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531 frame - new groupset or new bike?

labarumlabarum Posts: 110
edited February 2010 in Road buying advice
My best bike is a custom made classically built Audax by Robin Mather - I love it.

A few years go I bought a second hand 531 Rayleigh Granada Light Tourer with Weinmann centre pull brakes and a stem shifter - 20 years old? It had clearly languished unused in someone shed, as it was in very good condition. At present it has heavy cross country tyres on, making it dead on the road. It was much livelier with the perished tyres I bought it with.

Now would it be worth new wheels and groupset? I would need to keep the centre pulls or have lugs brazed on (far too complicated)

New 105 bits and wheels is going to be approaching £700 fitted. Is the frame worth it, or should I just buy a new bike about that price, or little more?

I want a second bike to leave in a second location.

Posts

  • Sounds mighty expensive for 105 and wheels...

    Bargain hunt, and keep the frame if you like it!
  • sturmeysturmey Posts: 964
    Unfortunately it's not as easy as just buying a new groupset for it. Some of the new components won't fit:
    Your rear wheel dropouts will be spaced differently from a modern road wheel- a new 8/9/10 speed wheel probably won't fit. Even if you get the wheel in the frame it is unlikely you will get anything as big as a 9 or even 8 speed cassette tofit without it causing some chainline problems.
    Your frame will not have any bosses for sti shifters.
    I would put some decent tyres on it,true up the wheels,grease the hubs and bottom bracket,maybe get a new chain and just enjoy the bike in its original form.
    You could end up throwing money away.
    Save the money and get a new bike .
  • acorn_useracorn_user Posts: 1,137
    Do a light modernisation. It will work best if you can do the work yourself - it might not be economic otherwise. Why are you thinking about new wheels? The old ones will be fine unless you intend to go beyond 7 speeds. You will be able to fit newer wheels, they'll just be a little tight. Or have the LBS "cold set" the rear triangle to accept newer (wider) rear wheels. Generally, Sturmey has the right idea.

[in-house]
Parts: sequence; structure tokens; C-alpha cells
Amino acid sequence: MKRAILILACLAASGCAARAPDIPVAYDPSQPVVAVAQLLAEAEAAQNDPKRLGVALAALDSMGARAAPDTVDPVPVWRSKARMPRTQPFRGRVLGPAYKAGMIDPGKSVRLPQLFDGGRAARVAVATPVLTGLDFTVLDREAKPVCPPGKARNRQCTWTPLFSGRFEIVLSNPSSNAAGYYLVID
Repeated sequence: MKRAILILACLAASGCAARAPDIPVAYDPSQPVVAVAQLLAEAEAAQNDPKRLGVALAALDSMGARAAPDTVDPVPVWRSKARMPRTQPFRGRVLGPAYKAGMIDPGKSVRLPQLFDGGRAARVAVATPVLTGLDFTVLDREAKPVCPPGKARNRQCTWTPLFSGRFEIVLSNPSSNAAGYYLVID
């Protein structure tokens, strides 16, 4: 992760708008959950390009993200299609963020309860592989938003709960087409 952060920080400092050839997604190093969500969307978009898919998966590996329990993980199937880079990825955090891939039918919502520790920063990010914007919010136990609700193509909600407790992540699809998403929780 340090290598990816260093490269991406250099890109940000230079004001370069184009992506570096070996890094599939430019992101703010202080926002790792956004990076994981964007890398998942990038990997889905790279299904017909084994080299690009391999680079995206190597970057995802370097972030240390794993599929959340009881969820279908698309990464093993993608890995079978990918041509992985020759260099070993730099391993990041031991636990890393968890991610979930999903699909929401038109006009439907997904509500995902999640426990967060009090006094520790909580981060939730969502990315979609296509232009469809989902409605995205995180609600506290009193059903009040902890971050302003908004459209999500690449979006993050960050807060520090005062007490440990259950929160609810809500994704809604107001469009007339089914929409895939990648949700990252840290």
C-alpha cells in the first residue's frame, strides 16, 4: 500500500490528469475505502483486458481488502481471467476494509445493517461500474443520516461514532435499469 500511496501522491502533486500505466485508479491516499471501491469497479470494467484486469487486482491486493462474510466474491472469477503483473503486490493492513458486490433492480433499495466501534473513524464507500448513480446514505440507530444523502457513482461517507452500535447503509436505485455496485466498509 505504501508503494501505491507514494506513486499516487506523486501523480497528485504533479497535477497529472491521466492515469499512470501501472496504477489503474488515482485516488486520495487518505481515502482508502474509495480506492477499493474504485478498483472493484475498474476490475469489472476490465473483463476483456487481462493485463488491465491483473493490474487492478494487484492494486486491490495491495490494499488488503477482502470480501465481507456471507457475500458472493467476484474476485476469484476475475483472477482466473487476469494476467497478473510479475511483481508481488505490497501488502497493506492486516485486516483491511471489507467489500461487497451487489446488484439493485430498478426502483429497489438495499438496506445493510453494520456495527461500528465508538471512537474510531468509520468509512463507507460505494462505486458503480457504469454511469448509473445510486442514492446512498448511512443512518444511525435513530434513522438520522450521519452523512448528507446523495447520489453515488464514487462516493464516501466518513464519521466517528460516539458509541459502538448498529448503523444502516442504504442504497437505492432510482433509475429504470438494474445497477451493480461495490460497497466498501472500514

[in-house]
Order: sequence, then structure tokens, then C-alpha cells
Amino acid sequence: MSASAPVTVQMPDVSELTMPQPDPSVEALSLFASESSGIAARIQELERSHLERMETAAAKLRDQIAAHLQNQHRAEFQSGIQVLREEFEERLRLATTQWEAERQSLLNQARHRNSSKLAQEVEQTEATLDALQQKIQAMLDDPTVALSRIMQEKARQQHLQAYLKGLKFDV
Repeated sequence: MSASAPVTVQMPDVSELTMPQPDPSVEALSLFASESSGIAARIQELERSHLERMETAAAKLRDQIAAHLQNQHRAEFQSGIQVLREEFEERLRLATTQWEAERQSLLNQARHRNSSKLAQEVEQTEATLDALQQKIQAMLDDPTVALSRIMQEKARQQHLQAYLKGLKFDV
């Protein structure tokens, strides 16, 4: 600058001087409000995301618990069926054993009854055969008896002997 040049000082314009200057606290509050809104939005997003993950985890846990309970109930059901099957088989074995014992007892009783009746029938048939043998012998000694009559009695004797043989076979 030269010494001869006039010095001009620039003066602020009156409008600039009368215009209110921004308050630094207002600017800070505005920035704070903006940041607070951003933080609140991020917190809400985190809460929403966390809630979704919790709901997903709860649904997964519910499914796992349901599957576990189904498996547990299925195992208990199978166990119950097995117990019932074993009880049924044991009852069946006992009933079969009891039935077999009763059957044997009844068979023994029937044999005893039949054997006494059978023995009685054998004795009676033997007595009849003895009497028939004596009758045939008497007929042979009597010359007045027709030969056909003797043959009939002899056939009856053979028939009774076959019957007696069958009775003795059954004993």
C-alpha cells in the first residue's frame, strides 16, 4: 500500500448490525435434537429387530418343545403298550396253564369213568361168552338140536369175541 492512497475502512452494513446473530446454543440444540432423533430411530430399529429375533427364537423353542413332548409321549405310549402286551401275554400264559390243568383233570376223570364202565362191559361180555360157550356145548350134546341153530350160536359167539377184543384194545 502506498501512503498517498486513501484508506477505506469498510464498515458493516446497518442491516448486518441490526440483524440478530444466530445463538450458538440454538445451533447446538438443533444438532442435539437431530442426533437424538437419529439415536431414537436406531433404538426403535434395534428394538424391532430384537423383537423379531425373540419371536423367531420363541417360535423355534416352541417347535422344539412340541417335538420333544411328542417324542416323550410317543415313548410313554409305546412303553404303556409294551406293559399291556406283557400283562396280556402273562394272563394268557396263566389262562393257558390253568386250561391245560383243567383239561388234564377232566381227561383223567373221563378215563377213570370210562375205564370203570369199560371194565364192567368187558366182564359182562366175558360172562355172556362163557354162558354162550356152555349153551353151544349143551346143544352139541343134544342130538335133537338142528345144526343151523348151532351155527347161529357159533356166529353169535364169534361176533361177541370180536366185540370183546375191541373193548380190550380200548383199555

• toshmundtoshmund Posts: 390
    Ebay is full of cheap bikes you could use as a donor for the parts, if you wanted to keep the frame so much. I still use a Dawes Impulse to get to work sometimes (531, Shimano 400 etc) and it still rides lovely. Obviously miss the convenience of not having your gears at your fingertips though...you could bypass that and turn the frame into a singlespeed.
  • labarumlabarum Posts: 110
    The old bike has a stem shifter - it is supposed to index, but doesn't. That doesn't upset me. I was raised on a downtube friction shifter.

    I did know about the wheel width issue, but thought it was simple enough to open up the 531 frame, but if a modern rear dérailleur won't fit . . .

    Just keep it as it is then. Take the tractor tyres off, maybe. I did think of fitting Nitto moustache bars just for the fun of it, but thye are getting quite expensive.

    So plan B:

    A large frame, light and fast but with fairly high bars (I will be 60 in a few weeks!). I bought the custom Audax as I was getting back into cycling after a 40 year gap. I am 4 stone lighter and a good bit fitter now.

    But at 6ft 3in tall with long legs I had a problem.

    This is how Robin Mather prescribed, and it works very well

    The custom Audax

    Inside leg 946mm
    Torso 1555-946=609mm
    Arm length 620mm

    Seat angle 72.5
    Seat tube length c-c 647mm
    Top tube length horiz 567mm
    Head angle 71.5
    Head tube length 255mm
    BB height 276mm (NB 175mm cranklength)
    Chainstay length 425mm
    Fork rake/crown 46mm, LC17
    Stem length/angle 100mm / horizontal

    Reynolds Tube 725 and 525

    Now what should I be looking for "off the peg"?
  • toshmundtoshmund Posts: 390
    6 ft 3! I am a short a##ed run of the mill 5 ft 6/7 (it does make a difference!!! :D ) so I can have my choice of 52/54 frames. You must be in the bespoke/Peugeot region - they always seemed to have massive frames. Still think you should try e.bay, the target audience that a frame of your size is aimed at, think you could get a bargain. I have just managed to get a Tifosi Columbus, which I was intending to use as a workhorse to get to work. Paid £205 for it, it is gorgeous to ride.The Boardman Road Comp which I got on the cycle to work scheme, is pretty much redundant now.
  • labarumlabarum Posts: 110
    Difficult problem. A big frame has too big a reach for me. Take a smaller frame and I can't easily get the bars high enough.

    And there are some lovely bikes out there!
  • Monty DogMonty Dog Posts: 20,614
    Ebay and classified ads are your friends :)
    Make mine an Italian, with Campagnolo on the side..
  • labarumlabarum Posts: 110
    Na, that's for camp little Italians.

    Now here is a big boy's bike

    http://www.koga.com/uk/bike.asp?collect ... id=2164732

    Frame up to 66cm

    That's where I got to last time, but went to a frame maker.

    Same question today. Can I ride it comfortable even with a shorter high rize stem?

    And you don't know till you've paid! Trail rides are fine, but until it's been yours for a few weeks . . .
  • labarumlabarum Posts: 110
    Back to the large 531 light tourer in excellent condition - a Raleigh Granada.

    I put some 37mm tyres on for use on woodland tracks but did not feel safe using drops and found the centre pull brakes not strong enough. For over a year I have been meaning to try the bike with Nitto Moustache Bars. Now I have fitted then, Brilliant!

    The bike now handles very well cross country with the 37 mm tyres. The steering is very secure and the brakes impressive.

    With 28mm Conti Sport Contacts it handles very well on the road. I have to work harder than on my Robin Mather custom Audax in Reynolds 725 tube, but the frame repays the effort.

    Pictures here

    http://picasaweb.google.co.uk/labarum/Bike.